Somebody's Baby
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   Dreaming in Color
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From American Woman Magazine, Nov/Dec 1995

Photographer Snow Devane is stunned by her mother's deathbed confession: "I am not your mother!" Learning that she was abducted from a supermarket cart 30 years before, Snow undergoes a major identity crisis: Who were her birth parents, and who was this woman she called "Mom"? Snow and her assistant Katie set out to unravel the mystery. Charlotte Vale-Allen's latest is heartwarming and compelling.

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West Coast Review of Books June 1995

Losing a parent is never easy. But when Snow Devane loses her mother to a sudden heart attack, she learns that she's lost more than she could have imagined. On her deathbed, Anne Cooke tells her daughter that she is not really her mother-that when Snow was an infant, Anne Stole her from her real mother and took her for her own.

In the wake of that confession, Snow must not only deal with her grief, but with a dizzying array of questions. Who are her true parents? Who was Anne Cooke, and what other secrets was she hiding? And most bewildering of all, who is Snow Devane?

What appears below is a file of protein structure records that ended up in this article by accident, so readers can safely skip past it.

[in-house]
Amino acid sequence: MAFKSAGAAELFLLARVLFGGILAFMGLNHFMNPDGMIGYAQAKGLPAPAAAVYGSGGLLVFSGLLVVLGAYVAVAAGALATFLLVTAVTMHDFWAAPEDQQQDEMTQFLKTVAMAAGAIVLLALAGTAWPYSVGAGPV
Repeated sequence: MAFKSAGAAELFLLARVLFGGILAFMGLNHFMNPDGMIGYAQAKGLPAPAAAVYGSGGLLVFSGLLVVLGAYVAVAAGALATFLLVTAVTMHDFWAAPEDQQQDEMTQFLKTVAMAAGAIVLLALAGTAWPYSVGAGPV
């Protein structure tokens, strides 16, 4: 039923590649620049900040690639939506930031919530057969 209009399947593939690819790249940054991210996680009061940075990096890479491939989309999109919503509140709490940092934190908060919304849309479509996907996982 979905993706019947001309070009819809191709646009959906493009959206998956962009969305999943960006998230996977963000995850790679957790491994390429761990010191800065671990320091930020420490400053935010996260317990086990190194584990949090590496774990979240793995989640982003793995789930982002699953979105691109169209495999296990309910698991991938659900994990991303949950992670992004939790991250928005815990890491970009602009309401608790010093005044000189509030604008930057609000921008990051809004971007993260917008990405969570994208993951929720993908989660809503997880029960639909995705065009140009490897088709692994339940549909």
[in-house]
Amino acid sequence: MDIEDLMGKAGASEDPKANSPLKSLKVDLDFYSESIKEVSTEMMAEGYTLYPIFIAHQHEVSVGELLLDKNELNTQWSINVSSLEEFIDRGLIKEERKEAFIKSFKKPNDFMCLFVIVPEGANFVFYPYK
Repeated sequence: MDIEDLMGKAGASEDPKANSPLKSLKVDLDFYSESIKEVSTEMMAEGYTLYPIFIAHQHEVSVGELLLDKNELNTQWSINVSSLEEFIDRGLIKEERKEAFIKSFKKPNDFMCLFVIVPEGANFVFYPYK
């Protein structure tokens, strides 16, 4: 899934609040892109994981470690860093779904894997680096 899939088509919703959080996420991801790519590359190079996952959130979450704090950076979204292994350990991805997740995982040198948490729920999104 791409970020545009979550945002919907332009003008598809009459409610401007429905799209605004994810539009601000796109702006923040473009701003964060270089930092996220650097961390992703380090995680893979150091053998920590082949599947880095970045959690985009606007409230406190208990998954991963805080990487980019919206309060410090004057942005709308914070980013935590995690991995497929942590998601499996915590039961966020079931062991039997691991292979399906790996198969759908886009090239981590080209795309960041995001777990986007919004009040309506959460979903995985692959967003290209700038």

Looking for the answers is a daunting task, but fortunately, Snow has help. Katie Shimura, Snow's best friend and business partner, sees the situation as an "Unsolved Mysteries" episode brought to life and wastes no time putting her amateur detective skills to use. At the same time Rudy Howell, Anne's neighbor and the closest thing to a father Snow's ever known, provides what guidance he can based on what little Anne ever told him about her past. Even people with whom Anne had business dealings do their best to help Snow solve the conundrums she faces.

As the search continues though, it becomes clear that the answers Snow craves most can only come from herself. It is she, and she alone, who will have to decide what to do with her shaken and reordered life. No one else can do it for her.

Baby stealing isn't an unusual thing, unfortunately; it turns up in the daily paper with depressing regularity. It also makes frequent appearances in fiction. What Allen has done differently-and skillfully-is to look at what happens after the crime. In Somebody's Baby we see how a parent's worst nightmare can become a child's most painful inheritance. It makes for a powerful and compelling story.

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